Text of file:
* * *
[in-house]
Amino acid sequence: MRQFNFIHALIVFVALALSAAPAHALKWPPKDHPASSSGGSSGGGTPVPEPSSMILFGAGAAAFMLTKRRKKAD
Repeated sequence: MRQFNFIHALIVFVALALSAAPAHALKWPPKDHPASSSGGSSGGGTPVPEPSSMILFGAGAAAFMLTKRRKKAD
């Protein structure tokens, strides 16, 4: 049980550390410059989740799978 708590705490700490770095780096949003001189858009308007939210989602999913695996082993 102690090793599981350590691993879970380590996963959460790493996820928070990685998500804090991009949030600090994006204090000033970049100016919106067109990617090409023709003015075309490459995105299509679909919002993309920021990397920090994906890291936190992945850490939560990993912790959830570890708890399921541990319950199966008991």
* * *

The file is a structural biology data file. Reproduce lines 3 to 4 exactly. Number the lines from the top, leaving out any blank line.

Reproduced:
Repeated sequence: MRQFNFIHALIVFVALALSAAPAHALKWPPKDHPASSSGGSSGGGTPVPEPSSMILFGAGAAAFMLTKRRKKAD
């Protein structure tokens, strides 16, 4: 049980550390410059989740799978 708590705490700490770095780096949003001189858009308007939210989602999913695996082993 102690090793599981350590691993879970380590996963959460790493996820928070990685998500804090991009949030600090994006204090000033970049100016919106067109990617090409023709003015075309490459995105299509679909919002993309920021990397920090994906890291936190992945850490939560990993912790959830570890708890399921541990319950199966008991």